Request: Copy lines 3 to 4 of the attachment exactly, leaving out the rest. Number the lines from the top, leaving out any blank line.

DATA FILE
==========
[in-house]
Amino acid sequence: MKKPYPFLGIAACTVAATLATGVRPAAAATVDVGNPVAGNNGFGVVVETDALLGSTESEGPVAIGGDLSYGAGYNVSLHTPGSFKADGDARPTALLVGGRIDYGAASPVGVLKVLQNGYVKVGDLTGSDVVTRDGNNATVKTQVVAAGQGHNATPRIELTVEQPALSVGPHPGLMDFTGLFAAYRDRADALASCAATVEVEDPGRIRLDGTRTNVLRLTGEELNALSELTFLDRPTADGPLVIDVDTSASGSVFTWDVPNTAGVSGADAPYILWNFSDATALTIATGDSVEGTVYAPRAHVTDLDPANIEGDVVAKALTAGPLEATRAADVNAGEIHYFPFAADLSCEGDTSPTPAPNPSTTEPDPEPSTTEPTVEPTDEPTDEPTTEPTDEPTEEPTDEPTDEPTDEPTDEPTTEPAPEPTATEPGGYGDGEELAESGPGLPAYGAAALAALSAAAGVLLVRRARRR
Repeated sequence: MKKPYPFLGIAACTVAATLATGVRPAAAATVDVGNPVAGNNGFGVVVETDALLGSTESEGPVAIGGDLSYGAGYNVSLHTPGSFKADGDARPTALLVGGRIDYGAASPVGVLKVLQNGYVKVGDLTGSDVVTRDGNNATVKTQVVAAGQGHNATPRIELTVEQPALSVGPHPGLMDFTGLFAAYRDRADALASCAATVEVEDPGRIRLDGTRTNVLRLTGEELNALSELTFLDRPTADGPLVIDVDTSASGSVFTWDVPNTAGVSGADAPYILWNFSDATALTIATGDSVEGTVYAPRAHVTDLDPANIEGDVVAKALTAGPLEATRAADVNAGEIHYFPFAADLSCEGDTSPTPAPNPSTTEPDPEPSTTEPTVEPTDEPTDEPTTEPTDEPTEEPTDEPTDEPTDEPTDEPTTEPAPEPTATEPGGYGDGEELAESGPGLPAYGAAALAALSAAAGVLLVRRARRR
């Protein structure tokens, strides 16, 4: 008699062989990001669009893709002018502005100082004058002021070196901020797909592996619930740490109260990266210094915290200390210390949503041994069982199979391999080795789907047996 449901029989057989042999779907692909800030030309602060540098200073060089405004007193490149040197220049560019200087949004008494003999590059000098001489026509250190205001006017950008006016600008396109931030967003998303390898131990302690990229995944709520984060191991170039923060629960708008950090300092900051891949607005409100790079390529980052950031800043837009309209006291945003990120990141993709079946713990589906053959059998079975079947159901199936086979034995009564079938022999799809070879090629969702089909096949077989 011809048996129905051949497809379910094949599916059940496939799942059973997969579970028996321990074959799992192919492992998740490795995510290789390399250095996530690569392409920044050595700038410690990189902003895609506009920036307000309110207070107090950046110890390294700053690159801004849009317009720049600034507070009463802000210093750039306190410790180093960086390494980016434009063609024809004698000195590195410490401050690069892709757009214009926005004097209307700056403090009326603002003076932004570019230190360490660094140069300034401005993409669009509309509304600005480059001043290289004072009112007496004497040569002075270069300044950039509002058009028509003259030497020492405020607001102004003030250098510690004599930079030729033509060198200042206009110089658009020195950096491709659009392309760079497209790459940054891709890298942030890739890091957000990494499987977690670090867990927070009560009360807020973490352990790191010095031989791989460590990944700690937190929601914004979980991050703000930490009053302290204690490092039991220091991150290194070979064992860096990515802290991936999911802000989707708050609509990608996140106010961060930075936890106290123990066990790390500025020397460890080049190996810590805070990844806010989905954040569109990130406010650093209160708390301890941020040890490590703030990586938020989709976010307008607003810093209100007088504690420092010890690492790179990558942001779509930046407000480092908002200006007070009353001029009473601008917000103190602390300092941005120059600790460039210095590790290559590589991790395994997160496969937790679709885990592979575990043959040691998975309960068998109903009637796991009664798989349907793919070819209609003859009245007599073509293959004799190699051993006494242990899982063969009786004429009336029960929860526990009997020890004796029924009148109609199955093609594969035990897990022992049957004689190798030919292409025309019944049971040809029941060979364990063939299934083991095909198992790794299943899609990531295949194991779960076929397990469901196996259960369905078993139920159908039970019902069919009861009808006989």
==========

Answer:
Repeated sequence: MKKPYPFLGIAACTVAATLATGVRPAAAATVDVGNPVAGNNGFGVVVETDALLGSTESEGPVAIGGDLSYGAGYNVSLHTPGSFKADGDARPTALLVGGRIDYGAASPVGVLKVLQNGYVKVGDLTGSDVVTRDGNNATVKTQVVAAGQGHNATPRIELTVEQPALSVGPHPGLMDFTGLFAAYRDRADALASCAATVEVEDPGRIRLDGTRTNVLRLTGEELNALSELTFLDRPTADGPLVIDVDTSASGSVFTWDVPNTAGVSGADAPYILWNFSDATALTIATGDSVEGTVYAPRAHVTDLDPANIEGDVVAKALTAGPLEATRAADVNAGEIHYFPFAADLSCEGDTSPTPAPNPSTTEPDPEPSTTEPTVEPTDEPTDEPTTEPTDEPTEEPTDEPTDEPTDEPTDEPTTEPAPEPTATEPGGYGDGEELAESGPGLPAYGAAALAALSAAAGVLLVRRARRR
């Protein structure tokens, strides 16, 4: 008699062989990001669009893709002018502005100082004058002021070196901020797909592996619930740490109260990266210094915290200390210390949503041994069982199979391999080795789907047996 449901029989057989042999779907692909800030030309602060540098200073060089405004007193490149040197220049560019200087949004008494003999590059000098001489026509250190205001006017950008006016600008396109931030967003998303390898131990302690990229995944709520984060191991170039923060629960708008950090300092900051891949607005409100790079390529980052950031800043837009309209006291945003990120990141993709079946713990589906053959059998079975079947159901199936086979034995009564079938022999799809070879090629969702089909096949077989 011809048996129905051949497809379910094949599916059940496939799942059973997969579970028996321990074959799992192919492992998740490795995510290789390399250095996530690569392409920044050595700038410690990189902003895609506009920036307000309110207070107090950046110890390294700053690159801004849009317009720049600034507070009463802000210093750039306190410790180093960086390494980016434009063609024809004698000195590195410490401050690069892709757009214009926005004097209307700056403090009326603002003076932004570019230190360490660094140069300034401005993409669009509309509304600005480059001043290289004072009112007496004497040569002075270069300044950039509002058009028509003259030497020492405020607001102004003030250098510690004599930079030729033509060198200042206009110089658009020195950096491709659009392309760079497209790459940054891709890298942030890739890091957000990494499987977690670090867990927070009560009360807020973490352990790191010095031989791989460590990944700690937190929601914004979980991050703000930490009053302290204690490092039991220091991150290194070979064992860096990515802290991936999911802000989707708050609509990608996140106010961060930075936890106290123990066990790390500025020397460890080049190996810590805070990844806010989905954040569109990130406010650093209160708390301890941020040890490590703030990586938020989709976010307008607003810093209100007088504690420092010890690492790179990558942001779509930046407000480092908002200006007070009353001029009473601008917000103190602390300092941005120059600790460039210095590790290559590589991790395994997160496969937790679709885990592979575990043959040691998975309960068998109903009637796991009664798989349907793919070819209609003859009245007599073509293959004799190699051993006494242990899982063969009786004429009336029960929860526990009997020890004796029924009148109609199955093609594969035990897990022992049957004689190798030919292409025309019944049971040809029941060979364990063939299934083991095909198992790794299943899609990531295949194991779960076929397990469901196996259960369905078993139920159908039970019902069919009861009808006989």